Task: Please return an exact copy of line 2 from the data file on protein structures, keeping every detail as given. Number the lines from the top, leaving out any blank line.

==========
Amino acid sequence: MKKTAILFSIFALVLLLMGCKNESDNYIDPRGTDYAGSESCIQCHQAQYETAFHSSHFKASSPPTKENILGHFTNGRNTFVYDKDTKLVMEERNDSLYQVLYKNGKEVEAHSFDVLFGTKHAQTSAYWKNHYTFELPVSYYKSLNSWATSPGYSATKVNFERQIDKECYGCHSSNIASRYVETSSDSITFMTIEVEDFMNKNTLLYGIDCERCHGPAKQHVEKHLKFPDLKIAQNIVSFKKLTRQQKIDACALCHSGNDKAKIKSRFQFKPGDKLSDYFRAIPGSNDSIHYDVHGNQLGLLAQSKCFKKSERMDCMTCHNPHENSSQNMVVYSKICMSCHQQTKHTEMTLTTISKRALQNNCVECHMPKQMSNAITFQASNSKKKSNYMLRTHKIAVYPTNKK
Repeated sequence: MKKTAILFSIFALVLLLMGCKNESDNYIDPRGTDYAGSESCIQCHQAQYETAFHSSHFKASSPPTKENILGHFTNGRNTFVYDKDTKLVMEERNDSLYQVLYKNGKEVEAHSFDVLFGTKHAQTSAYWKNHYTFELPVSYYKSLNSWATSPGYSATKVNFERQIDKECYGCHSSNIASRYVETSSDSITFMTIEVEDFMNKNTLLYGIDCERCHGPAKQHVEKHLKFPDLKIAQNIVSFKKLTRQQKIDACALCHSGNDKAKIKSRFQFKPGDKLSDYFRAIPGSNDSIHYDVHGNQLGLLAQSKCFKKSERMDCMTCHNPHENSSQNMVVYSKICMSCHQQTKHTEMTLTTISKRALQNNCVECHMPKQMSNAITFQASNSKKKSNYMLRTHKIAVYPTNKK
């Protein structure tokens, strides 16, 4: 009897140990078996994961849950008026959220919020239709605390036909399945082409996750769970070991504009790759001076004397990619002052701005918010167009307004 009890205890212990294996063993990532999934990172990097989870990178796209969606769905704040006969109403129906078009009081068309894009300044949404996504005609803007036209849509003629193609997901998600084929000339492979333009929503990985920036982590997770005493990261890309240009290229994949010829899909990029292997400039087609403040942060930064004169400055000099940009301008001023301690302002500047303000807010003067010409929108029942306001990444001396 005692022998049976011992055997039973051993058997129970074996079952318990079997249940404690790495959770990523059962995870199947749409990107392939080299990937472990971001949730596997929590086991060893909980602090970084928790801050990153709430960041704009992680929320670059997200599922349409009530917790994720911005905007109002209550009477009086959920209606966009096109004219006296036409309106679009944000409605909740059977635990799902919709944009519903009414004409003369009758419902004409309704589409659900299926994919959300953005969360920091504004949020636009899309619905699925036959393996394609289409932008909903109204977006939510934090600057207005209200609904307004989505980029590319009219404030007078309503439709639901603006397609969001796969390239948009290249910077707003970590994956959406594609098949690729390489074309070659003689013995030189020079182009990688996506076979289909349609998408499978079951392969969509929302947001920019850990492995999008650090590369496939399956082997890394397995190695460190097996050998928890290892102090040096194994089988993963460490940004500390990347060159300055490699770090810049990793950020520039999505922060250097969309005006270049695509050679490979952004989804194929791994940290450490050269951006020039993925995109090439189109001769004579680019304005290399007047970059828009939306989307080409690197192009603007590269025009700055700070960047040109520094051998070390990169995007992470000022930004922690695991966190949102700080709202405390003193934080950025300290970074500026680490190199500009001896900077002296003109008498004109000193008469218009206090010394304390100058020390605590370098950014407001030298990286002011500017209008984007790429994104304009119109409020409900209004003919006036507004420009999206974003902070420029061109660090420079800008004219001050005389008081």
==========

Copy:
Repeated sequence: MKKTAILFSIFALVLLLMGCKNESDNYIDPRGTDYAGSESCIQCHQAQYETAFHSSHFKASSPPTKENILGHFTNGRNTFVYDKDTKLVMEERNDSLYQVLYKNGKEVEAHSFDVLFGTKHAQTSAYWKNHYTFELPVSYYKSLNSWATSPGYSATKVNFERQIDKECYGCHSSNIASRYVETSSDSITFMTIEVEDFMNKNTLLYGIDCERCHGPAKQHVEKHLKFPDLKIAQNIVSFKKLTRQQKIDACALCHSGNDKAKIKSRFQFKPGDKLSDYFRAIPGSNDSIHYDVHGNQLGLLAQSKCFKKSERMDCMTCHNPHENSSQNMVVYSKICMSCHQQTKHTEMTLTTISKRALQNNCVECHMPKQMSNAITFQASNSKKKSNYMLRTHKIAVYPTNKK